The last three weeks of visualisations I have tried to put emphasis on how best to show the data in a valuable way for teachers. My feelings through this section have been of frustration for several reasons:
- What does the visualisation show?
- What value does the data gathered hold?
- Can any correlations be drawn from this data to research backed assumptions?
- A piece of text might be better at explaining the outcome of the data collection than a dashboard
Williamson (2020) explained the frustration I felt for the first two reasons:
Data and metrics set limits on what can be known and what can be knowable. They define what is rendered visible or left invisible, thereby impacting on how certain practices, objects, behaviours and so on gain value, while others are not measured or valued.
As can be seen by this statement I faced a tough choice when choosing what data to capture and to display I thought “I’m going to miss huge swathes of data that could provide context for the data I’m collecting.” I may be able to show how many times I accessed my phone or laptop, but I cannot show that between 10am and 6pm on Wednesday the reason I did not access my laptop or phone was because the electricity was out because the visualisation doesn’t allow for that. If someone has limited access to broadband for example how can that data be gathered and shown.
In ‘The Platform Society’ (van Dijck 2018) it is stated that “critics draw attention to the fact that none of the presumed benefits cited by platforms have been proven empirically.” If the benefits have yet to be proven by some form of study, the platforms and proponents of online education can make any claim they wish. This is how unregulated areas of the economy function such as the vitamin industry making claims such as a vitamin can stop a virus without any evidence or how certain treatments in the cosmetic sector can make claims like ‘this will reverse ageing.’ If we place education as one of the pillars of society, we should possibly look at some level of regulation to stop wild claims being made.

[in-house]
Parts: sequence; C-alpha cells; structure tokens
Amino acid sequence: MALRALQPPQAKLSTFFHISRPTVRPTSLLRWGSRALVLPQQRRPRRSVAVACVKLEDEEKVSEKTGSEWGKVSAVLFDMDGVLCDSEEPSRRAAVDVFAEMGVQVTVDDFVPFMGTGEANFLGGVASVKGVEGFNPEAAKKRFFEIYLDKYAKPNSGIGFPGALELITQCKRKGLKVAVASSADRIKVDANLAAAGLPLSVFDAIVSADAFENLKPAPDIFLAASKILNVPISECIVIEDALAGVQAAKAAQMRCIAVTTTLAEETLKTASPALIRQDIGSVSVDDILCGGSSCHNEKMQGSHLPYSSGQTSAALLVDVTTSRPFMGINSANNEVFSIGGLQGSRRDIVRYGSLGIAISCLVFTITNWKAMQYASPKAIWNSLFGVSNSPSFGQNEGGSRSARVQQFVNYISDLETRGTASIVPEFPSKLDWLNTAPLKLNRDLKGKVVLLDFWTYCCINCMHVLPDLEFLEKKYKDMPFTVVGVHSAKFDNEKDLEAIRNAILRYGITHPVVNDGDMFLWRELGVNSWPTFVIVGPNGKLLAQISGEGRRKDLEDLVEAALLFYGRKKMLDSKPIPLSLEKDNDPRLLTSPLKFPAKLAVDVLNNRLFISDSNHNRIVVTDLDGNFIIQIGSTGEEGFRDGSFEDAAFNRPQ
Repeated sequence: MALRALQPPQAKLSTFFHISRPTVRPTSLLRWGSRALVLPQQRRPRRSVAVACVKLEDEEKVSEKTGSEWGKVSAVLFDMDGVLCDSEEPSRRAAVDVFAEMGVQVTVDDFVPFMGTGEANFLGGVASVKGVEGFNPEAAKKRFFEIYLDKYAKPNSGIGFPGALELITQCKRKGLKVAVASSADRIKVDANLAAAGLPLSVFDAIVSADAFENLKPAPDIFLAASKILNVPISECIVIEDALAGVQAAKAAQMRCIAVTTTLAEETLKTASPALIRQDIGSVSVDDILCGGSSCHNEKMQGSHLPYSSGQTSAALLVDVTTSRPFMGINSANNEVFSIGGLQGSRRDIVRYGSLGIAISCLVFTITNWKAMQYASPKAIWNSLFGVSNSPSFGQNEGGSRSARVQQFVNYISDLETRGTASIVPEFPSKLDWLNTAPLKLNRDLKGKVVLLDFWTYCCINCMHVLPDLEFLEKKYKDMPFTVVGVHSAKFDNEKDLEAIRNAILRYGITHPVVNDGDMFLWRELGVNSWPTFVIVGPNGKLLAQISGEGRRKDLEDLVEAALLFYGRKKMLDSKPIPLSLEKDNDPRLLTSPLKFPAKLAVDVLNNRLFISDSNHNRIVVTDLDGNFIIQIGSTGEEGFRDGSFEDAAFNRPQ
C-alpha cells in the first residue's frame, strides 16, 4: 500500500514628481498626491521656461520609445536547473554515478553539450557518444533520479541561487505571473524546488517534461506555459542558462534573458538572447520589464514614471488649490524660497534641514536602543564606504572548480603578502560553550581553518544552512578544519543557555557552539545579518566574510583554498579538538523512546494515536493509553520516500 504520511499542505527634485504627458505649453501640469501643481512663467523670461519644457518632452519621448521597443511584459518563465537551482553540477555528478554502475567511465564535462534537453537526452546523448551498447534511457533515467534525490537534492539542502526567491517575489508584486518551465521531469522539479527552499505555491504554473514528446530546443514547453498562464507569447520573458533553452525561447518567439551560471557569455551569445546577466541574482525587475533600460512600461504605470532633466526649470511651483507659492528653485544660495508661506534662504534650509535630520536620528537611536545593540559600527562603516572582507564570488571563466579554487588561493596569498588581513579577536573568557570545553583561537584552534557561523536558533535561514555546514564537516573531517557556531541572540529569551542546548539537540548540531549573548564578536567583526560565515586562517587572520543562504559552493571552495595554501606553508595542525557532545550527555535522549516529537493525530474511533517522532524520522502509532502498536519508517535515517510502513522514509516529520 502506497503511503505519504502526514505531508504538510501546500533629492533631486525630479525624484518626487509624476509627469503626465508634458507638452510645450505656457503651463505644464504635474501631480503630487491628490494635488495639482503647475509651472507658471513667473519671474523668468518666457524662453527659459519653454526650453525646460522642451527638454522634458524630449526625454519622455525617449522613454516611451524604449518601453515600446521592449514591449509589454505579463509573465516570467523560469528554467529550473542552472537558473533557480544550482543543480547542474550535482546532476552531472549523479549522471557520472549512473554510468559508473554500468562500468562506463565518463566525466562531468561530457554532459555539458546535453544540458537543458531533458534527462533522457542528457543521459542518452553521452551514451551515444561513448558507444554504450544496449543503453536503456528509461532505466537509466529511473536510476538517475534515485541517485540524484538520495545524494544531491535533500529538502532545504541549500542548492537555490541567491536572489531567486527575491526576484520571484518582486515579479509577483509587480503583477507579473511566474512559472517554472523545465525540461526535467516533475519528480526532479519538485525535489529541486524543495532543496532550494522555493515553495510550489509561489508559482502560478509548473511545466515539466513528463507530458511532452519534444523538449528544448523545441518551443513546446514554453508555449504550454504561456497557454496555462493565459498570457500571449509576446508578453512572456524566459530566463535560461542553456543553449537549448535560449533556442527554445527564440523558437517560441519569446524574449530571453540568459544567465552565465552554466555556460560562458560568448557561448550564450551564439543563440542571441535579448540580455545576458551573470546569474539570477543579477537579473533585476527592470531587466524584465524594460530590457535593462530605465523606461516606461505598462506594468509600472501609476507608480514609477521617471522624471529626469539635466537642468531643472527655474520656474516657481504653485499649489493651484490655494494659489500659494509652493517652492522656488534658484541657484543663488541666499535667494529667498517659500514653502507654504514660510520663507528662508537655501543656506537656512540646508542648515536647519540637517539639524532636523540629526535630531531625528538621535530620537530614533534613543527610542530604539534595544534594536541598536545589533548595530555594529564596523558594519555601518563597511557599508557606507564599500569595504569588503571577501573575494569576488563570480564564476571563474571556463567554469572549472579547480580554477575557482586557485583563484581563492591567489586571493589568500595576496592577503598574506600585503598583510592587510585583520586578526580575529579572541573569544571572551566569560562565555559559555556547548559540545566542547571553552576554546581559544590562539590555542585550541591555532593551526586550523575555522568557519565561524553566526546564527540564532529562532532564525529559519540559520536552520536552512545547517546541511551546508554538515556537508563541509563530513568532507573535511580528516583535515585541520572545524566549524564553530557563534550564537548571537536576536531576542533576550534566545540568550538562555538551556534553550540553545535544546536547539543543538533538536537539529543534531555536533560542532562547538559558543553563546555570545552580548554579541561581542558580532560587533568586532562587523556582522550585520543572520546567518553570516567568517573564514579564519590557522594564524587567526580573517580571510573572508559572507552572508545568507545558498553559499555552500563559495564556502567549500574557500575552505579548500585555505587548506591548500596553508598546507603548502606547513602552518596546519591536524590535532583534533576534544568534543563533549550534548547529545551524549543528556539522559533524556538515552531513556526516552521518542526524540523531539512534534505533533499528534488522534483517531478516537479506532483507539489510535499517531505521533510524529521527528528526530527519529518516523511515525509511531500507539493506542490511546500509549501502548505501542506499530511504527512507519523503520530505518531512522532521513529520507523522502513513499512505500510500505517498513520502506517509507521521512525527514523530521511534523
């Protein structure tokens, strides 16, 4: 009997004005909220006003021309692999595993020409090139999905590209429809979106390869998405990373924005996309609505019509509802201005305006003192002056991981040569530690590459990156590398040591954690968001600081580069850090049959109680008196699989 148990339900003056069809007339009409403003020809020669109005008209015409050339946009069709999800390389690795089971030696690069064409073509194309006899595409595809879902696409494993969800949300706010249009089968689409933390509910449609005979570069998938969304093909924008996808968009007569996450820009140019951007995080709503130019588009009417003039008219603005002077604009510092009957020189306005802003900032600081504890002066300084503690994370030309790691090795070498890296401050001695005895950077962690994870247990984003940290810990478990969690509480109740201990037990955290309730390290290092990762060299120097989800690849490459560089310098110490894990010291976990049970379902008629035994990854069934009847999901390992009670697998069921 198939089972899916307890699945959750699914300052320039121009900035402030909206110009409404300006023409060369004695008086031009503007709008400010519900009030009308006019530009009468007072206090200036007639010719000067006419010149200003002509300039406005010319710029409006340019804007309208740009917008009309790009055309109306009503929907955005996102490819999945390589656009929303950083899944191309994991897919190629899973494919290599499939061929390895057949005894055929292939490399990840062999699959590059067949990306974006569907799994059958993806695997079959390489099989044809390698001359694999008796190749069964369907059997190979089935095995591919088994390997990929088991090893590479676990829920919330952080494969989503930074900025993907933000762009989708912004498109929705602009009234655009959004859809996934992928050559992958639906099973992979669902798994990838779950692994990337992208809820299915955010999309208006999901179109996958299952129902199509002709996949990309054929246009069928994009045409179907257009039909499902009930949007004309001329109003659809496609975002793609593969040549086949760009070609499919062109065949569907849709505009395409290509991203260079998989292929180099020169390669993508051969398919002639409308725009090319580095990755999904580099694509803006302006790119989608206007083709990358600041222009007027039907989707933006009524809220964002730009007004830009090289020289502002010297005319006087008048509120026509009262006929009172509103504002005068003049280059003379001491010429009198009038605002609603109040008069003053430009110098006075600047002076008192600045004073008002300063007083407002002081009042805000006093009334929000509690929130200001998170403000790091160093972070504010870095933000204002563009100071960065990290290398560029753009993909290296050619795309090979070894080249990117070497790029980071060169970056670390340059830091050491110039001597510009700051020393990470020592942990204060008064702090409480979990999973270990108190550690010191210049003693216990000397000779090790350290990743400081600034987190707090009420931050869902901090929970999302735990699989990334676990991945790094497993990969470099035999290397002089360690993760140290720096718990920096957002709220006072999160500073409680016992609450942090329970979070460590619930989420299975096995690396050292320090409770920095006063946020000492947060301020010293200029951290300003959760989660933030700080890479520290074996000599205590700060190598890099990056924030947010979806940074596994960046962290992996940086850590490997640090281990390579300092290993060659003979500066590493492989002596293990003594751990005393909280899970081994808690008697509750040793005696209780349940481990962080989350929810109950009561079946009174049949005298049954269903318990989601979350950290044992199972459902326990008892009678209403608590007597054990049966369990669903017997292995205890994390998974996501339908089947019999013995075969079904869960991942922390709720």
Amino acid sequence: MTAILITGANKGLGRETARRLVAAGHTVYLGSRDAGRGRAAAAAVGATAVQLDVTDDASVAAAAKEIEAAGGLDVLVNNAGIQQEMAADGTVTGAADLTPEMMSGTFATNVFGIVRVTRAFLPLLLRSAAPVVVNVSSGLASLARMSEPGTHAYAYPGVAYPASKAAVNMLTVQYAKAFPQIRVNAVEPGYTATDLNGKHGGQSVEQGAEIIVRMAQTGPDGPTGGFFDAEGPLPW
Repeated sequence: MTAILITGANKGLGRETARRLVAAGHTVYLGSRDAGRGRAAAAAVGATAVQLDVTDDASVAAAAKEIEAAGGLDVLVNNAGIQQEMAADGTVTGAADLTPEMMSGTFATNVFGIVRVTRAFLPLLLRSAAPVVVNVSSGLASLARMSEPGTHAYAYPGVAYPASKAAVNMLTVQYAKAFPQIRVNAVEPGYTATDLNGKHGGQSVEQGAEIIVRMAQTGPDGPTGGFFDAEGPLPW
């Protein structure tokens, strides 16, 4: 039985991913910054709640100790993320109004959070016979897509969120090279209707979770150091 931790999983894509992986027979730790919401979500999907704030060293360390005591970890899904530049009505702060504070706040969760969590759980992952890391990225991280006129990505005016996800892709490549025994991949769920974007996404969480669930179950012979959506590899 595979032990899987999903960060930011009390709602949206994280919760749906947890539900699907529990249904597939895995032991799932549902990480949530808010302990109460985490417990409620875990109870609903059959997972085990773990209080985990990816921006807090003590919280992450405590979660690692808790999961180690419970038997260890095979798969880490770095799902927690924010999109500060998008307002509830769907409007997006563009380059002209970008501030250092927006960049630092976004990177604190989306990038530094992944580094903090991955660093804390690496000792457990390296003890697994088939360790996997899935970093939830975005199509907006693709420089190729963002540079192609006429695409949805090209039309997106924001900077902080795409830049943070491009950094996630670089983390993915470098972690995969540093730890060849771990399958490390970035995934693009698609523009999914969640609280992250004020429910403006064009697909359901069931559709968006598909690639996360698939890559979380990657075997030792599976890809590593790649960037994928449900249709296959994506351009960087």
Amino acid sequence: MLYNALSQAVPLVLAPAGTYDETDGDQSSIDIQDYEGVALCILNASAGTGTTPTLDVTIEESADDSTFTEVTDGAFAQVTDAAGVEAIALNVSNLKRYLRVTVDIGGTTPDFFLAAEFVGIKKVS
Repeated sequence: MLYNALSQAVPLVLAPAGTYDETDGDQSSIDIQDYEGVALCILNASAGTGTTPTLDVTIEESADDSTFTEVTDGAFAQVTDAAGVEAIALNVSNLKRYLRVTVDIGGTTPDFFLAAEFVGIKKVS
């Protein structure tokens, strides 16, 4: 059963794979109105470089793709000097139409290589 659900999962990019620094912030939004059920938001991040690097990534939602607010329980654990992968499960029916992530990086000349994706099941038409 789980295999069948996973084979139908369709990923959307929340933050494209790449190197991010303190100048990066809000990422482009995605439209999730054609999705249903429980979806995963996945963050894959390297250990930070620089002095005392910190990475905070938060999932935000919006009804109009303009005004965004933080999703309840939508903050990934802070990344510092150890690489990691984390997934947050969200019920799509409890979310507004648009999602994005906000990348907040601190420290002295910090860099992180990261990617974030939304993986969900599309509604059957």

And finally, after doing six visualisations I struggle to accept that dashboards are the best way to get across information. Within every visualisation I am making personal choices about what colours and styles to utilise and this is very similar to how dashboards and the underlying software is designed. This should not be the case it should be targeted information with as mentioned above some evidence behind what it is showing. With these issues and limitations of dashboards I would believe for the moment they should not be used. I would look at some form of text recap as much information and specifically individual student details cannot be expressed in a dashboard. There is a lot of work around machine learning and text so it would still be possible to provide a version similar to a dashboard but more granular.
Williamson, Ben, Bayne, Sian & Shay, Suellen, 2020. The datafication of teaching in Higher Education: critical issues and perspectives. Teaching in higher education, 25(4), pp.351–365.
van Dijck, José Poell, Thomas & de Waal, Martijn, 2018. The Platform Society, Chapter 6 Oxford: Oxford University Press USA – OSO.